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Chien-Ming Wang: Road to Washington

(Photo by Al Bello/Getty Images)
(Photo by Al Bello/Getty Images)
Getty Images

I would say it certainly has been a roller-coaster ride for Chien-Ming Wang ever since he broke into the minor league affiliate teams of the New York Yankees. His road to the majors was a long one, spanning a little more than five years after he signed as an amateur free agent in 2000. He would spend the 2000 and 2002 seasons in low-A ball (he had shoulder surgery that sidelined him in 2001), 2003 in Trenton, split time between Trenton and Columbus in 2004, and finally make his way to the Bronx on April 30, 2005.

Seen as a heroic icon to the people of Taiwan, he certainly didn't disappoint Yankees fans. Over the course of his first three seasons in the big leagues, Wang accumulated a record of 46-18 and a 3.74 ERA. Being a sinker ball pitcher, he relied tremendously on his fielders and kept the ball on the ground consistently. It was somewhat unusual to see a strikeout, but rare to see a home run. Most importantly, he became a rock in the rotation and quickly transformed into the "ace" of the staff when he was named runner-up to Johan Santana as the 2006 Cy Young recipient. When the Yankees needed a win, Wang was there to deliver a great game.

Unfortunately, all good things come to an end. He After getting off to a fantastic start in 2008, Wang fell victim to base-running in Minute Maid Park in a game against the Houston Astros on June 15. He hobbled around third to score and immediately needed assistance in getting off the field. Extensive rehabilitation caused Wang to miss the remainder of the 2008 season and definitely had an impact on the Yankees missing their first postseason since 1995.

Then came the disastrous 2009. Many speculate that because of the torn ligaments in Wang's foot, he compensated by changing his pitching motion. Whatever the case, he wasn't the same. In his first three starts in 2009, Wang put together a stunning line of failure: 6.0 innings, 23 earned runs, 23 hits, six walks, and two strikeouts. The ground ball pitcher, who normally would retire around 60% of batters in that fashion, had induced only thirteen grounders in those three games compared to 23 fly balls and 12 line drives. After pitching only 1.1 innings in the laughable 22-4 Indians rout in only the third game in the New Yankee Stadium, enough was enough. Wang was sent to Tampa to work on his mechanics, arrived back in New York in May to work out of the bullpen, and still didn't have his old stuff. His final start came on Steinbrenner's and America's birthday, July 4.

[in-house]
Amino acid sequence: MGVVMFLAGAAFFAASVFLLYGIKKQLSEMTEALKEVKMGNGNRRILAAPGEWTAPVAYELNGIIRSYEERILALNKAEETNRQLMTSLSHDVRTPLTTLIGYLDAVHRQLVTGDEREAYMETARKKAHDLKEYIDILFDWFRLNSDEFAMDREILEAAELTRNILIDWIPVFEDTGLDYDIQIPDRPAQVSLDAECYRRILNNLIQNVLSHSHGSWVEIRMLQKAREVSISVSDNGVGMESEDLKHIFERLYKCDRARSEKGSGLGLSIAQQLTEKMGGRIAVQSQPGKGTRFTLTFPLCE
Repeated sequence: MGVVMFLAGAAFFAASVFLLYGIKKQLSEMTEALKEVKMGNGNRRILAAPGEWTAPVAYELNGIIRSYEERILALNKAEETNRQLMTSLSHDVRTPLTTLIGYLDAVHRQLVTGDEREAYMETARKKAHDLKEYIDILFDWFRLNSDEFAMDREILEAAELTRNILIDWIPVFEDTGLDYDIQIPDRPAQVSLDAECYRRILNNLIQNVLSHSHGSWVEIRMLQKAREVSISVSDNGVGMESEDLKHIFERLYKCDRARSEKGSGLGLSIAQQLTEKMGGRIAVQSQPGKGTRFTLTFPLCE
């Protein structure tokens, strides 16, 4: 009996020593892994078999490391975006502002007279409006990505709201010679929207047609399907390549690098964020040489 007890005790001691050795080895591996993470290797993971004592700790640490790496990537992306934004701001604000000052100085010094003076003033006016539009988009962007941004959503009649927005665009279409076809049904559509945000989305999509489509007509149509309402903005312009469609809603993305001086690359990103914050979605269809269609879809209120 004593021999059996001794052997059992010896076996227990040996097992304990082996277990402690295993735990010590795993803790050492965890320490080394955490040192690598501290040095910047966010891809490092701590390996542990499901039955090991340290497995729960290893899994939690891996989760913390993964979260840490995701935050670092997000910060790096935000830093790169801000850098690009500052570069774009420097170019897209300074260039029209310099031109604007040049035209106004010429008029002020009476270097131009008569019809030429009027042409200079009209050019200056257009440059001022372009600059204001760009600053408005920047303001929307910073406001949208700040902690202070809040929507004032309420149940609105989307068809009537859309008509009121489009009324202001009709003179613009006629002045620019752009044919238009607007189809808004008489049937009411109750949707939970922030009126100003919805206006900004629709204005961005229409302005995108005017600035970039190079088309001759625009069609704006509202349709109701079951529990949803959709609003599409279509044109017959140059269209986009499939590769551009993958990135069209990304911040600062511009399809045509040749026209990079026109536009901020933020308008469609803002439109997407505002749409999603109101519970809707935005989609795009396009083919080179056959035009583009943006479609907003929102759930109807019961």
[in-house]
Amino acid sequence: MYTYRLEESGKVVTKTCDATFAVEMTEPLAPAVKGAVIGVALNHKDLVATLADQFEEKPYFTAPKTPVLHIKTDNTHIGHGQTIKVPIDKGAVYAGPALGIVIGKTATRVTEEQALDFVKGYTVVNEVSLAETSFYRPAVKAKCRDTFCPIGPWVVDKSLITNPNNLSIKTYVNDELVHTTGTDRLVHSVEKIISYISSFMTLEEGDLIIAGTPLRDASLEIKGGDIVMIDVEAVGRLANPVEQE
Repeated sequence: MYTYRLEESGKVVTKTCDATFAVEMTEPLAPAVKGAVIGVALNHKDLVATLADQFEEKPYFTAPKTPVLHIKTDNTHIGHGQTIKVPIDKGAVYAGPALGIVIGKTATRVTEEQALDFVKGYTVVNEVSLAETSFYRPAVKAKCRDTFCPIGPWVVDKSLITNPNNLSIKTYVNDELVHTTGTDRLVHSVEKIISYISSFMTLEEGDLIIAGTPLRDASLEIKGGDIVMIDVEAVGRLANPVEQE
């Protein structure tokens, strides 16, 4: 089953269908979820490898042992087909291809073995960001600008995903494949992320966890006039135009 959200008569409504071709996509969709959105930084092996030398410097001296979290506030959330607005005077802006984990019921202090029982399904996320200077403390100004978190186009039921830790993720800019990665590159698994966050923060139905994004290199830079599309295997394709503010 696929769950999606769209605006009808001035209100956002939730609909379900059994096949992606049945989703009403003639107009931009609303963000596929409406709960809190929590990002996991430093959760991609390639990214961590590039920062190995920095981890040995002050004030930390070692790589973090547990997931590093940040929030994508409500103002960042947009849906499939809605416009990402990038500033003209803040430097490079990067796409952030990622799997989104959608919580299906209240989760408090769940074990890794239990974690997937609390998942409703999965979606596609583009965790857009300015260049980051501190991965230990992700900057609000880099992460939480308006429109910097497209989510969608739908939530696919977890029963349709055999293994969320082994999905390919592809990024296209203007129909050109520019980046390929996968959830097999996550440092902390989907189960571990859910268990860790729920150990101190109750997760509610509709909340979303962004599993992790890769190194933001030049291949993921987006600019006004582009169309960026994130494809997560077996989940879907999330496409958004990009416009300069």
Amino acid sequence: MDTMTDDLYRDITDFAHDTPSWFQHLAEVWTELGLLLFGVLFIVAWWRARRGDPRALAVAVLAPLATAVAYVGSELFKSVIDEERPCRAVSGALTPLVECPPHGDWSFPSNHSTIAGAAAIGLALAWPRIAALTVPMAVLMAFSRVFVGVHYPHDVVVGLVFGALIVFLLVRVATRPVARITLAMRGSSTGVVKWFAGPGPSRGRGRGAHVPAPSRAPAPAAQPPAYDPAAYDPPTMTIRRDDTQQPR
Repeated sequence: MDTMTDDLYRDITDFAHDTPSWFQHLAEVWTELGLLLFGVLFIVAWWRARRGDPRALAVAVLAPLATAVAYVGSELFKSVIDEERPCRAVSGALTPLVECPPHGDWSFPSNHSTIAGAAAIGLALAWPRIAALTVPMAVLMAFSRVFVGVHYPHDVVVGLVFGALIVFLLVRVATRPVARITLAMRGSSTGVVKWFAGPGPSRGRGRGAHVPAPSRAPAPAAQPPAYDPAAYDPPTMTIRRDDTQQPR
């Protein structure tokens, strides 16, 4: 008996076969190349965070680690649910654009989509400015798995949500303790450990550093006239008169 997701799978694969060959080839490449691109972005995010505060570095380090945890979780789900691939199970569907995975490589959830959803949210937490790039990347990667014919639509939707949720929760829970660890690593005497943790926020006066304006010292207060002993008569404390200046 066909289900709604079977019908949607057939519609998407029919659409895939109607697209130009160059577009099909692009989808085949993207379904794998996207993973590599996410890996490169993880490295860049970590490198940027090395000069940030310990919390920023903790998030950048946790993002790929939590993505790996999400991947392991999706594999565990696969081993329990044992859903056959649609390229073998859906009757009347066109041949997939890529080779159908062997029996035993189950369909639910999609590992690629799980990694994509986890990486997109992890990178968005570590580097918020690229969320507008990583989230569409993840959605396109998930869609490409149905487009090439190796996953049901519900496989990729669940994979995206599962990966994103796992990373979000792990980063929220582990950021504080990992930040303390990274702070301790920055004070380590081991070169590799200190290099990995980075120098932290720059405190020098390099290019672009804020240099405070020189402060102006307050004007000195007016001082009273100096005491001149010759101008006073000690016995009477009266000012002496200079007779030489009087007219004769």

Season-ending shoulder surgery in late July officially ended Wang's tenure in pinstripes and left serious questions about his future in Major League Baseball.

And then the Nationals came calling.

Washington offered a $2 million contract with up to $3 million more in incentives. As the calender progressed, Wang did not. His rehabilitation was said to be inconsistent and there was never a set time table for his return. As September rolled around, the Nationals finally acknowledged the fact that Wang would not be pitching for them in 2010. He was non-tendered at the conclusion of the season.

The Nationals decided to give it one last go in December by signing him to a $1 million contract, this time with up to $4 million in incentives. Finally, on June 27, Wang began a formal assignment in Hagerstown. He's made one start at low-A Hagerstown, one start at high-A Potomac, two starts at double-A Harrisburg and two starts at triple-A Syracuse. His overall line is respectable enough: 28.2 innings, 28 hits, four walks, 10 earned runs, 17 strikeouts.

Tonight, Chien-Ming Wang takes a major league mound for the first time since July 4, 2009 as the Washington Nationals take on the New York Mets. It was a long road to his premiere in the majors and it's been another long, difficult road his second time around. I've always liked and respected Chien-Ming Wang and wish him luck. It'd be great to see him revert to his old form and prove he can still pitch effectively.